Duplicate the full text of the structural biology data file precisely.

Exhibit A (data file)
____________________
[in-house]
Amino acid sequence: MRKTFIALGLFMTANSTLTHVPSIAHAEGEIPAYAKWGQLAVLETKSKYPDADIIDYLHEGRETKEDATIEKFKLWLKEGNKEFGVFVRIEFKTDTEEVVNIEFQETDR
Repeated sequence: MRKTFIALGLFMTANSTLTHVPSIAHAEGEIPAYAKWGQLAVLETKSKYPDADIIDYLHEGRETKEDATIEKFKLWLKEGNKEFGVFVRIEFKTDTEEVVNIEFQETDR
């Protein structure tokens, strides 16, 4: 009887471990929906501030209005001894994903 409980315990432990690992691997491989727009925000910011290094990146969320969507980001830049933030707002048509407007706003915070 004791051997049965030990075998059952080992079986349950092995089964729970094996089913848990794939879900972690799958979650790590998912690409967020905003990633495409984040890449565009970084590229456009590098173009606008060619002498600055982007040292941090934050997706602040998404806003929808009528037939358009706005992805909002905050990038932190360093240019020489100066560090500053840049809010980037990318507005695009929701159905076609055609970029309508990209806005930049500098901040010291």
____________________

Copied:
[in-house]
Amino acid sequence: MRKTFIALGLFMTANSTLTHVPSIAHAEGEIPAYAKWGQLAVLETKSKYPDADIIDYLHEGRETKEDATIEKFKLWLKEGNKEFGVFVRIEFKTDTEEVVNIEFQETDR
Repeated sequence: MRKTFIALGLFMTANSTLTHVPSIAHAEGEIPAYAKWGQLAVLETKSKYPDADIIDYLHEGRETKEDATIEKFKLWLKEGNKEFGVFVRIEFKTDTEEVVNIEFQETDR
């Protein structure tokens, strides 16, 4: 009887471990929906501030209005001894994903 409980315990432990690992691997491989727009925000910011290094990146969320969507980001830049933030707002048509407007706003915070 004791051997049965030990075998059952080992079986349950092995089964729970094996089913848990794939879900972690799958979650790590998912690409967020905003990633495409984040890449565009970084590229456009590098173009606008060619002498600055982007040292941090934050997706602040998404806003929808009528037939358009706005992805909002905050990038932190360093240019020489100066560090500053840049809010980037990318507005695009929701159905076609055609970029309508990209806005930049500098901040010291």